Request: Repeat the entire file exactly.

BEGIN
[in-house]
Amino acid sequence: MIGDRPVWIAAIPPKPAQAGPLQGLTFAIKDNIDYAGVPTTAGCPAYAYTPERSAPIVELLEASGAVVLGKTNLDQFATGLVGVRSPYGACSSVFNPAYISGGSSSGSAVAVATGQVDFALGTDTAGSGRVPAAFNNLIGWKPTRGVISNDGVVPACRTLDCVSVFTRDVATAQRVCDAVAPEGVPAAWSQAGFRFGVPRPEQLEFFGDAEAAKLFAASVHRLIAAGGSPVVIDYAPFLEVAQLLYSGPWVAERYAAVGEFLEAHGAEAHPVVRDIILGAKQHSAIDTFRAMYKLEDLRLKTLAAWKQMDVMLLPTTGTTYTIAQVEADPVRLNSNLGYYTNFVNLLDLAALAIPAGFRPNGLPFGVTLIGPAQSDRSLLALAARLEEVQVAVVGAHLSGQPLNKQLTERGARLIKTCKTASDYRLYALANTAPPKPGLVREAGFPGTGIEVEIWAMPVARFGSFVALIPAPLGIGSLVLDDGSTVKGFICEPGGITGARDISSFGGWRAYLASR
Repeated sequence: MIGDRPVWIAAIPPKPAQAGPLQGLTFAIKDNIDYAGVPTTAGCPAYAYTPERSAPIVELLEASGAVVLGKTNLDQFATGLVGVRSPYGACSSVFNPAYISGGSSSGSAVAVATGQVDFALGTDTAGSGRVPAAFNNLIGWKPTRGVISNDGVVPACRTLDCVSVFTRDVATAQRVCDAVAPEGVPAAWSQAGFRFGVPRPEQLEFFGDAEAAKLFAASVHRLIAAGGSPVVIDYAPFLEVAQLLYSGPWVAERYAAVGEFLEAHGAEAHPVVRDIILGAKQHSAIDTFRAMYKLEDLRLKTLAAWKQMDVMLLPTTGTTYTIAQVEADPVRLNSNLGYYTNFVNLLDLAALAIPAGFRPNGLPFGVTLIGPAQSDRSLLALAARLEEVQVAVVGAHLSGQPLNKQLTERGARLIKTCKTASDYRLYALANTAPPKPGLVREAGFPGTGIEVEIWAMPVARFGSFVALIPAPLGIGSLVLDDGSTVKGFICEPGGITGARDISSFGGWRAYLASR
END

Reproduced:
[in-house]
Amino acid sequence: MIGDRPVWIAAIPPKPAQAGPLQGLTFAIKDNIDYAGVPTTAGCPAYAYTPERSAPIVELLEASGAVVLGKTNLDQFATGLVGVRSPYGACSSVFNPAYISGGSSSGSAVAVATGQVDFALGTDTAGSGRVPAAFNNLIGWKPTRGVISNDGVVPACRTLDCVSVFTRDVATAQRVCDAVAPEGVPAAWSQAGFRFGVPRPEQLEFFGDAEAAKLFAASVHRLIAAGGSPVVIDYAPFLEVAQLLYSGPWVAERYAAVGEFLEAHGAEAHPVVRDIILGAKQHSAIDTFRAMYKLEDLRLKTLAAWKQMDVMLLPTTGTTYTIAQVEADPVRLNSNLGYYTNFVNLLDLAALAIPAGFRPNGLPFGVTLIGPAQSDRSLLALAARLEEVQVAVVGAHLSGQPLNKQLTERGARLIKTCKTASDYRLYALANTAPPKPGLVREAGFPGTGIEVEIWAMPVARFGSFVALIPAPLGIGSLVLDDGSTVKGFICEPGGITGARDISSFGGWRAYLASR
Repeated sequence: MIGDRPVWIAAIPPKPAQAGPLQGLTFAIKDNIDYAGVPTTAGCPAYAYTPERSAPIVELLEASGAVVLGKTNLDQFATGLVGVRSPYGACSSVFNPAYISGGSSSGSAVAVATGQVDFALGTDTAGSGRVPAAFNNLIGWKPTRGVISNDGVVPACRTLDCVSVFTRDVATAQRVCDAVAPEGVPAAWSQAGFRFGVPRPEQLEFFGDAEAAKLFAASVHRLIAAGGSPVVIDYAPFLEVAQLLYSGPWVAERYAAVGEFLEAHGAEAHPVVRDIILGAKQHSAIDTFRAMYKLEDLRLKTLAAWKQMDVMLLPTTGTTYTIAQVEADPVRLNSNLGYYTNFVNLLDLAALAIPAGFRPNGLPFGVTLIGPAQSDRSLLALAARLEEVQVAVVGAHLSGQPLNKQLTERGARLIKTCKTASDYRLYALANTAPPKPGLVREAGFPGTGIEVEIWAMPVARFGSFVALIPAPLGIGSLVLDDGSTVKGFICEPGGITGARDISSFGGWRAYLASR